The third annual CEO Connection Mid-Market Convention at the Wharton School in Philadelphia this week gives these CEOs a chance to capture ideas and learning for their companies, make connections for themselves and their careers, and identify resources for their teams while working together to impact the world. Thought I’d share the main ideas from each day after each day.
The main takeaways from yesterday, Day I, were about:
- The impact a CEO can and should have, which is why the most important efforts must start at the top of the house.
- The need to take some things more seriously than perhaps most of us are taking them. This includes protecting trade secrets, talent management, organizational alignment, education, healthcare and personal branding.
- The opportunities for mid-market companies to partner with others to do a better job of leveraging resources together. These partners could include other companies and the various governments that are all part of the ecosystem.
The no. 1 job of a CEO is to own the organization’s vision and values. We learn time and time again that CEOs that take the time to clarify a vision, make sure all are aligned around it and follow through to shepherd implementation, analysis and continual improvement make phenomenal impacts.
What opening speaker and outgoing Philadelphia Mayor Michael Nutter and his team have accomplished during their eight years in office is astounding. They’ve turned Philadelphia’s momentum around with a focus on leadership, leadership capacity, a clear agenda, a focus on results and bringing joy to the job (and the city). As a result, high school graduation rates are up, crime is down, infrastructure investment is up, taxes are down, jobs are up and they’ve had eight straight years of population growth. Nutter is convinced that momentum is what compelled Pope Francis to pay a visit last month. Maybe not, but it seems that not just mid-market CEOs but some of our leaders in Washington could learn from what’s happening here.
As we worked through different issues and opportunities in panels and workshops, a recurring theme was how necessary it is for the most important things to flow from the top. Some argued that the chief security officer should report directly to the CEO, as should the chief talent manager, the head of communication among others.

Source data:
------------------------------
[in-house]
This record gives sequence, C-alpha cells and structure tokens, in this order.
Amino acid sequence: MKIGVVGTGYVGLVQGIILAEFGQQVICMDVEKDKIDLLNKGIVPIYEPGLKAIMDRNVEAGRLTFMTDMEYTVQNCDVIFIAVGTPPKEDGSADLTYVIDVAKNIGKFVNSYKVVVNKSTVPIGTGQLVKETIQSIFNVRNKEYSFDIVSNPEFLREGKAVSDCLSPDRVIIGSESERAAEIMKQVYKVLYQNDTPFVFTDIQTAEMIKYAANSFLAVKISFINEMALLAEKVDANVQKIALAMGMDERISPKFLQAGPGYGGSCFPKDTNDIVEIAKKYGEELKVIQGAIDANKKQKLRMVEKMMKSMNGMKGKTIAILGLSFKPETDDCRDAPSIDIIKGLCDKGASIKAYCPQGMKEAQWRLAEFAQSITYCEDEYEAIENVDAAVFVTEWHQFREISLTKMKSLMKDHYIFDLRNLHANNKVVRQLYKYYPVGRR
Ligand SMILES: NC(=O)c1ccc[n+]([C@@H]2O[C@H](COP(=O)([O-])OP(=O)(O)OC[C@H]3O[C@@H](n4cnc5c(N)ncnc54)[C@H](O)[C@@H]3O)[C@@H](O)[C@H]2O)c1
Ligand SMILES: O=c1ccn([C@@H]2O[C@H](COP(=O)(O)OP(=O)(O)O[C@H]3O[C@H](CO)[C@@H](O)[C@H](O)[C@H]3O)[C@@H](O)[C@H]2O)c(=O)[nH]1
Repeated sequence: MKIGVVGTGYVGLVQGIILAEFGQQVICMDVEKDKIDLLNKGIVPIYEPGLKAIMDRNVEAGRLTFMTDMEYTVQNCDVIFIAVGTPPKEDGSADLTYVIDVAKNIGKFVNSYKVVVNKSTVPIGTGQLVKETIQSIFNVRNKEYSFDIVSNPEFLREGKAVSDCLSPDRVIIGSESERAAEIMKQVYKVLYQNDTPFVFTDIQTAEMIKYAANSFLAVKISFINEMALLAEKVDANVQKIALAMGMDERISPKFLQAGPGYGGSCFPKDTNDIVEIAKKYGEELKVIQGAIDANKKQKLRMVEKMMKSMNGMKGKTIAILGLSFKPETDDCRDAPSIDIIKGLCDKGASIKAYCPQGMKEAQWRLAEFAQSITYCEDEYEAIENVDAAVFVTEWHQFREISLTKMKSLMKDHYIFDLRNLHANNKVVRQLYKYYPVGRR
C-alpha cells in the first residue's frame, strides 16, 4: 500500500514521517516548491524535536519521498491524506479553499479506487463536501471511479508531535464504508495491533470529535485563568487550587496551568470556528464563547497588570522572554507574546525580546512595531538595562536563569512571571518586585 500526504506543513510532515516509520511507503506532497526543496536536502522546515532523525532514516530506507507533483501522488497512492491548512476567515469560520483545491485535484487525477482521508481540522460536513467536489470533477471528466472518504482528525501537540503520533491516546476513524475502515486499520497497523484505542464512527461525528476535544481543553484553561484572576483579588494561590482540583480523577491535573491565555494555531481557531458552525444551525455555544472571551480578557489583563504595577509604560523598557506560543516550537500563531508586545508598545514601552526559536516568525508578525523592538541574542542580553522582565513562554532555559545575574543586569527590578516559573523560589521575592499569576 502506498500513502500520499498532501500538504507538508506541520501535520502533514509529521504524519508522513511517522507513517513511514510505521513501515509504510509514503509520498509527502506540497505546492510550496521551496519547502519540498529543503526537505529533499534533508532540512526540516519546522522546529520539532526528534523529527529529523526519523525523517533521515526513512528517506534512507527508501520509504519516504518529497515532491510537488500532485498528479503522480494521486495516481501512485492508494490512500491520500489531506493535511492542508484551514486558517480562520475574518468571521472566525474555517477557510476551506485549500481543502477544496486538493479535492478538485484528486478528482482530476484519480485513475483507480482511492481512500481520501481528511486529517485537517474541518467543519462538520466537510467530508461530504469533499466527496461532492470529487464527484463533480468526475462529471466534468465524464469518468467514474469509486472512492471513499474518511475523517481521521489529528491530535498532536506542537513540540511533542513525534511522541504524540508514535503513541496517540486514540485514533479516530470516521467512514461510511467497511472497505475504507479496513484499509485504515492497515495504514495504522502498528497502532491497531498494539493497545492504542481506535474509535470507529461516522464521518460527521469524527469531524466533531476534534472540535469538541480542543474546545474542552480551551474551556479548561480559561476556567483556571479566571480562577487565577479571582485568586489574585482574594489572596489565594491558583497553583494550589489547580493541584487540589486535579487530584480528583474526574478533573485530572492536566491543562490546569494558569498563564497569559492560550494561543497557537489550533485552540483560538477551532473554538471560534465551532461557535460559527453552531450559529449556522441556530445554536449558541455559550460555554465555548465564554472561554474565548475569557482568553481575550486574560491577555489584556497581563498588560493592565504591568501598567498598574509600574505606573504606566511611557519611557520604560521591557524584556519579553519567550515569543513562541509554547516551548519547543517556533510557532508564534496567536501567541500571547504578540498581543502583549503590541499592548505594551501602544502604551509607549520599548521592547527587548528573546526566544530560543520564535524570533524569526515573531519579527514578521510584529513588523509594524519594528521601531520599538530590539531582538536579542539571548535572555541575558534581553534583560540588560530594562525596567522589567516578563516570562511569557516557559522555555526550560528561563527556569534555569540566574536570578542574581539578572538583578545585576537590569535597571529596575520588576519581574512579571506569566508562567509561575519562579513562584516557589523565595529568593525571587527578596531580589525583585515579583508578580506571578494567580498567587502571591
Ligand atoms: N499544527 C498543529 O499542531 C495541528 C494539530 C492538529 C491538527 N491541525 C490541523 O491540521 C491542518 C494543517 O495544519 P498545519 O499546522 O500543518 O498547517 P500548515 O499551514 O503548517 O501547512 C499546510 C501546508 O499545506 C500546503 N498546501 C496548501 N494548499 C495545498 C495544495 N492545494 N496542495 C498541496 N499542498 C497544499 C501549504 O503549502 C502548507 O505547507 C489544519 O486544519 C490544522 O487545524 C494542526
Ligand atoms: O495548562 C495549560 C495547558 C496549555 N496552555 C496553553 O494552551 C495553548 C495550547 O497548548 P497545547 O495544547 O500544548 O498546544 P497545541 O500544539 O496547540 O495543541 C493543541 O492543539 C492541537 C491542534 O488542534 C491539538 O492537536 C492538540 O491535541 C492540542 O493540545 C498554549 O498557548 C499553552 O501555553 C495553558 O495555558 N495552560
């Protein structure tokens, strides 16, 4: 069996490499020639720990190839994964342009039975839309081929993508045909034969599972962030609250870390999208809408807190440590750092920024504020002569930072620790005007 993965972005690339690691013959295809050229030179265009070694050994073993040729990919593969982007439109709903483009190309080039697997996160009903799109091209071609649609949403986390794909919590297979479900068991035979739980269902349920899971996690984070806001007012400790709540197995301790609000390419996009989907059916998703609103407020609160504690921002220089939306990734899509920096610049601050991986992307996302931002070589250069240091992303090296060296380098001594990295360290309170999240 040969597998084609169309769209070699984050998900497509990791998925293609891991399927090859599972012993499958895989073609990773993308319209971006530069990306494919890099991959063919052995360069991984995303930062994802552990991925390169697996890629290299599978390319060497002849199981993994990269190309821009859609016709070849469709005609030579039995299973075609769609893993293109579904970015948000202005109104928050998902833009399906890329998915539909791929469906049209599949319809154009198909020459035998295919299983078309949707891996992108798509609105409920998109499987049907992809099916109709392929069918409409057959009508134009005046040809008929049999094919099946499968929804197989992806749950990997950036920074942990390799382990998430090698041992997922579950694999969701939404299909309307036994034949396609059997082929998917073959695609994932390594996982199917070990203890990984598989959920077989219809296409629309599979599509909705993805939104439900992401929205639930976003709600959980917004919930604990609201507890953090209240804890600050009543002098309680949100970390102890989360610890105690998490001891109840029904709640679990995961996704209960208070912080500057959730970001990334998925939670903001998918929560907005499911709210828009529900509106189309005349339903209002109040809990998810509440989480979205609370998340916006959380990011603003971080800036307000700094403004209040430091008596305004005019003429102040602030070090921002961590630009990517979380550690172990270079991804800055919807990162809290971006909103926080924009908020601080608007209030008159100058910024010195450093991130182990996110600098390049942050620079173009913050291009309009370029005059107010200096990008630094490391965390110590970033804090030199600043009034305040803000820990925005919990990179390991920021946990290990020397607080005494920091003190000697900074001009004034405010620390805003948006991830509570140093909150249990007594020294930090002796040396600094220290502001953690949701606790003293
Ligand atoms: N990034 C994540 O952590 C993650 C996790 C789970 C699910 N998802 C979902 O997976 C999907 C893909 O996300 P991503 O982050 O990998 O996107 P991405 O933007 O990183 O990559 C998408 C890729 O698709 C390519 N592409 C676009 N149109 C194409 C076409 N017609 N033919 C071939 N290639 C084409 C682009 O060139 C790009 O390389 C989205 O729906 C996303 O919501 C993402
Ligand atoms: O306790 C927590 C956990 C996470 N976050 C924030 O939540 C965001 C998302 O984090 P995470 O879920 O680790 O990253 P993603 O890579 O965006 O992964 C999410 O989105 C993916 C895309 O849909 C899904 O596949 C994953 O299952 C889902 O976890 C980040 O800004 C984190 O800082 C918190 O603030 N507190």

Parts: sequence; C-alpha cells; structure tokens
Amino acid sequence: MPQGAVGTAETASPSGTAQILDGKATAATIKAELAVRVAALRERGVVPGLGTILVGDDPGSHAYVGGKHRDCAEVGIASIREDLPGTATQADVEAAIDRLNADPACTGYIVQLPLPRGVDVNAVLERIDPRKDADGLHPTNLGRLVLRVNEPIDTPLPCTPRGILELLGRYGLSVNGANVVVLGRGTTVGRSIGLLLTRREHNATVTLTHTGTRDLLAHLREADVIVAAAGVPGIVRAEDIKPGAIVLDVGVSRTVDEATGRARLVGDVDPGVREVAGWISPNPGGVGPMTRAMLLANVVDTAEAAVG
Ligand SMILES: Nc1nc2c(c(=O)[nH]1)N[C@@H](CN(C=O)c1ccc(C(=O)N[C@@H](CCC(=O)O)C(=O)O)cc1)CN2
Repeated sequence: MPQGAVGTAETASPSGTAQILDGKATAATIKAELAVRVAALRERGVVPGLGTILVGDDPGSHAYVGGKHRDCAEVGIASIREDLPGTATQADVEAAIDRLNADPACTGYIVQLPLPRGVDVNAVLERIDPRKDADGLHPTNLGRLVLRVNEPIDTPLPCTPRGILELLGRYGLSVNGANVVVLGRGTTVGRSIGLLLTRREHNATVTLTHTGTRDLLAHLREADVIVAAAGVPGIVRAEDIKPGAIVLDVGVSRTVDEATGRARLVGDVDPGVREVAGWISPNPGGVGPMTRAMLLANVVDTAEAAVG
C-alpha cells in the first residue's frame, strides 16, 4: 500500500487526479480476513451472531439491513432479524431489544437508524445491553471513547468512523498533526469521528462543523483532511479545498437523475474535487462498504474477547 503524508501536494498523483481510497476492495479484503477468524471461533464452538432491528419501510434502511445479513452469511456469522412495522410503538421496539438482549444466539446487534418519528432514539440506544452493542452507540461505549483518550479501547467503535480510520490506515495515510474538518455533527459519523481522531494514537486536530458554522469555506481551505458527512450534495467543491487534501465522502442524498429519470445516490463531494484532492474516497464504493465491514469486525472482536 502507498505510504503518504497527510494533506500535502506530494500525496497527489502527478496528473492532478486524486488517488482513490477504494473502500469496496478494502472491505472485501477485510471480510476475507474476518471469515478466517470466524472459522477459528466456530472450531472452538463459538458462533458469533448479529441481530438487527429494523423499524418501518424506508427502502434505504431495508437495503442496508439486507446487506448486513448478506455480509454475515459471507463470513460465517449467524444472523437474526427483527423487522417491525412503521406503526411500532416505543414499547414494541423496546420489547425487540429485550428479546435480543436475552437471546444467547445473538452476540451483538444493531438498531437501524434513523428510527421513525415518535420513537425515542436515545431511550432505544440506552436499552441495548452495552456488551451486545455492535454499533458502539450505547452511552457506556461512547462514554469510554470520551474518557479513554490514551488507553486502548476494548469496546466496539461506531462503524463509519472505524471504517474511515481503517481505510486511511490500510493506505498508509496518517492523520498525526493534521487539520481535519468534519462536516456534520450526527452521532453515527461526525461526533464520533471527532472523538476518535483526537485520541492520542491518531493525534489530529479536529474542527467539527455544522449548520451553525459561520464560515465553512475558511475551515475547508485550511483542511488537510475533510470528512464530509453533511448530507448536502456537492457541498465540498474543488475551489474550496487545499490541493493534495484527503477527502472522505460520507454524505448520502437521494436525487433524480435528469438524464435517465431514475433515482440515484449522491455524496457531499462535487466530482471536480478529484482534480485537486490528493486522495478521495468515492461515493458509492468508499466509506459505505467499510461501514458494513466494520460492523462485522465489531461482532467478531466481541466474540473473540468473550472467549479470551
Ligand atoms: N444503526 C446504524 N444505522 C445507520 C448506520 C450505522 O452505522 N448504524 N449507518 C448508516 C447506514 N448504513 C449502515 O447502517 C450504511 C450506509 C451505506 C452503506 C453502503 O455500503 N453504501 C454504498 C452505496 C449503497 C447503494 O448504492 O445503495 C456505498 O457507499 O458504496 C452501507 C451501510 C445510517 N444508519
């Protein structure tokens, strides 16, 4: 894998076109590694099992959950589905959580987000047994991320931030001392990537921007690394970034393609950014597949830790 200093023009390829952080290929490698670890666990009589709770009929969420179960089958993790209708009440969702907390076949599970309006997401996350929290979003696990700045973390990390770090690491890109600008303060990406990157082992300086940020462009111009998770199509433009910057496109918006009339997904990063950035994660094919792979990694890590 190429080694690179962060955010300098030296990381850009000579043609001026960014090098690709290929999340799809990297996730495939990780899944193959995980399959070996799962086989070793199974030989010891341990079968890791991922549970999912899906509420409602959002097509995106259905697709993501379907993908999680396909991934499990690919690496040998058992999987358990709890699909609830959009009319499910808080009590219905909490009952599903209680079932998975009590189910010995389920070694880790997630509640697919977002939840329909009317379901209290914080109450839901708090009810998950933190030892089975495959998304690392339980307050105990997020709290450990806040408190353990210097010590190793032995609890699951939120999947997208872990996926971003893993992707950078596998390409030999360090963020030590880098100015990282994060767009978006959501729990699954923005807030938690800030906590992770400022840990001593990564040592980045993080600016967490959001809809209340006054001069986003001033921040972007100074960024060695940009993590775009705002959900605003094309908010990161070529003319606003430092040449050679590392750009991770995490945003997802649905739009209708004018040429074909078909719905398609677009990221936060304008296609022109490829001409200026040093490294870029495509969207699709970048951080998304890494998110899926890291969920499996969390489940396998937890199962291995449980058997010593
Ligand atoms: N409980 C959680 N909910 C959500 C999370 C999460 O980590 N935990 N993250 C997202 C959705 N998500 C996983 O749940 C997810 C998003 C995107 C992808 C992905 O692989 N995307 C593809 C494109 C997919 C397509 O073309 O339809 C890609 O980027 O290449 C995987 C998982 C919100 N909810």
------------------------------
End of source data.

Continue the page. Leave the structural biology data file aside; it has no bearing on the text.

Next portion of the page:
Take This Seriously
Trade Secrets. If you’re not terrified about the risk of losing your trade secrets, you’re naïve. The main risk is neither foreign governments, competitors nor hackers, it’s your employees. When they feel unfairly treated (as all of us do from time to time), they take steps to get back at you. Gone are the days when your trade secrets flow out in paper copies or emails or jump drives. They are leaving your premises as pictures on smart phones. Be warned. Get ahead of the curve on this one by learning to recognize early signs.
Talent Management. Big opportunity for mid-market CEOs. You generally don’t have the resources of the Fortune 100. So you must own talent management yourself and share tools and best practices.
Organizational Alignment. Almost by definition, mid-market companies where innovation meets scale are too big for the CEO to know everyone and too small to have yet deployed the most sophisticated communication and alignment tools. So, as CEO, invest your time in ensuring alignment through all levels of the organization.
Personal Branding. The main takeaway here is that you had better control the narrative – or someone else will. Audit your own personal brand and then invest in it.
You’re Not Alone
The good news is that you don’t have to do this all yourself. As a mid-market company, you can partner with other mid-market companies in the ecosystem and work with your local, state, province or national government. The U.S. Department of Commerce’s Van Freeman told the group that “Partnership is about leveraging others’ resources for the common good.”